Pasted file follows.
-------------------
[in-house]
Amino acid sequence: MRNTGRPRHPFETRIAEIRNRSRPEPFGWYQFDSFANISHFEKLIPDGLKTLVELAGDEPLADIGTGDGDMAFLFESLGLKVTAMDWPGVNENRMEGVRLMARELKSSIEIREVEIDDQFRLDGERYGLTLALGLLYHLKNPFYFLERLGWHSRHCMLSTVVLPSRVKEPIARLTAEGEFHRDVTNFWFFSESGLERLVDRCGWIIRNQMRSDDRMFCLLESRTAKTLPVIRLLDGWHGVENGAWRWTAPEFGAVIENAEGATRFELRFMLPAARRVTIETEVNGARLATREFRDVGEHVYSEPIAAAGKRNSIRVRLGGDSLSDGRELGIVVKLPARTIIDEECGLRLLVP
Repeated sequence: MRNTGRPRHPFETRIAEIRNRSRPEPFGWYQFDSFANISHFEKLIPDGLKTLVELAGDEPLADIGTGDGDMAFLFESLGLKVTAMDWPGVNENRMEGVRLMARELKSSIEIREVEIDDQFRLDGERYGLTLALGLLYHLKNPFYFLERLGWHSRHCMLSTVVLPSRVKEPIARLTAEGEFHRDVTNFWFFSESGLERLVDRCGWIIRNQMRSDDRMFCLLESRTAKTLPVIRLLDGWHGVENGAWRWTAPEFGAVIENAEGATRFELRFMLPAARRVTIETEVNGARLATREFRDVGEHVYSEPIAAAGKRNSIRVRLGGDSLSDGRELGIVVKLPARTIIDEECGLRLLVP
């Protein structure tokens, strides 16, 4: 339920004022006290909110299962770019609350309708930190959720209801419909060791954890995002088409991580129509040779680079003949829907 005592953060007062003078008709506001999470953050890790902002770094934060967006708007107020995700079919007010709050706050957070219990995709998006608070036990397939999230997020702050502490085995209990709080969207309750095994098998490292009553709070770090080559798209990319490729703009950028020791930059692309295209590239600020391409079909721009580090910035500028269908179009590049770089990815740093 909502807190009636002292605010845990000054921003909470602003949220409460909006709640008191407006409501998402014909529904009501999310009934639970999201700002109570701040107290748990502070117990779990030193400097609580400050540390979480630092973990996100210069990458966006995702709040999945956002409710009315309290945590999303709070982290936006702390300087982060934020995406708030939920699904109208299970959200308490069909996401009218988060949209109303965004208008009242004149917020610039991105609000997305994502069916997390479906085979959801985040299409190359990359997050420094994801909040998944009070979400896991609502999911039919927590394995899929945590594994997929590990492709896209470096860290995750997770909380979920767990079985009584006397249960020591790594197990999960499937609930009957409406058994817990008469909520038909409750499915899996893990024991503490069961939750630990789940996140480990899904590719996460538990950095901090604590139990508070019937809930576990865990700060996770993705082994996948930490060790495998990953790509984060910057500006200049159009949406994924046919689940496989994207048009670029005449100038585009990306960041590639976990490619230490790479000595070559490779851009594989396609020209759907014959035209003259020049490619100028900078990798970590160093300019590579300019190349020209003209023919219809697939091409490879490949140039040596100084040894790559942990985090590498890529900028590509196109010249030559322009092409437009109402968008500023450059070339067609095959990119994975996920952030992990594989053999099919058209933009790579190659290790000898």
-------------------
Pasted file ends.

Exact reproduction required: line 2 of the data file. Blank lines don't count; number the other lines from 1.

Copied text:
Amino acid sequence: MRNTGRPRHPFETRIAEIRNRSRPEPFGWYQFDSFANISHFEKLIPDGLKTLVELAGDEPLADIGTGDGDMAFLFESLGLKVTAMDWPGVNENRMEGVRLMARELKSSIEIREVEIDDQFRLDGERYGLTLALGLLYHLKNPFYFLERLGWHSRHCMLSTVVLPSRVKEPIARLTAEGEFHRDVTNFWFFSESGLERLVDRCGWIIRNQMRSDDRMFCLLESRTAKTLPVIRLLDGWHGVENGAWRWTAPEFGAVIENAEGATRFELRFMLPAARRVTIETEVNGARLATREFRDVGEHVYSEPIAAAGKRNSIRVRLGGDSLSDGRELGIVVKLPARTIIDEECGLRLLVP